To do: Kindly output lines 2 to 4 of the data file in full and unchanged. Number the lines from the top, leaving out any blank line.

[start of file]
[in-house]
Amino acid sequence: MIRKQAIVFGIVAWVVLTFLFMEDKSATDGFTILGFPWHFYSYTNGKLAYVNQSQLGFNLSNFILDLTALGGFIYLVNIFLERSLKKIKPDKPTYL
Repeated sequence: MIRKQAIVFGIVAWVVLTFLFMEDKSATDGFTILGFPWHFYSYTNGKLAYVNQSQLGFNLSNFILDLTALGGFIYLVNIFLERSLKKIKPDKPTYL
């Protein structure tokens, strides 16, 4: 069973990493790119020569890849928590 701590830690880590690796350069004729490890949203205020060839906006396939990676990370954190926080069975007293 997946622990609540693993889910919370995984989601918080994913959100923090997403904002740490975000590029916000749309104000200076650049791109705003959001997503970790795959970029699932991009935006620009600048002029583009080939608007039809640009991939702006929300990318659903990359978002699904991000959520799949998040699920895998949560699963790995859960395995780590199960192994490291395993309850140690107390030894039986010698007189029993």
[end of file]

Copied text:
Amino acid sequence: MIRKQAIVFGIVAWVVLTFLFMEDKSATDGFTILGFPWHFYSYTNGKLAYVNQSQLGFNLSNFILDLTALGGFIYLVNIFLERSLKKIKPDKPTYL
Repeated sequence: MIRKQAIVFGIVAWVVLTFLFMEDKSATDGFTILGFPWHFYSYTNGKLAYVNQSQLGFNLSNFILDLTALGGFIYLVNIFLERSLKKIKPDKPTYL
């Protein structure tokens, strides 16, 4: 069973990493790119020569890849928590 701590830690880590690796350069004729490890949203205020060839906006396939990676990370954190926080069975007293 997946622990609540693993889910919370995984989601918080994913959100923090997403904002740490975000590029916000749309104000200076650049791109705003959001997503970790795959970029699932991009935006620009600048002029583009080939608007039809640009991939702006929300990318659903990359978002699904991000959520799949998040699920895998949560699963790995859960395995780590199960192994490291395993309850140690107390030894039986010698007189029993």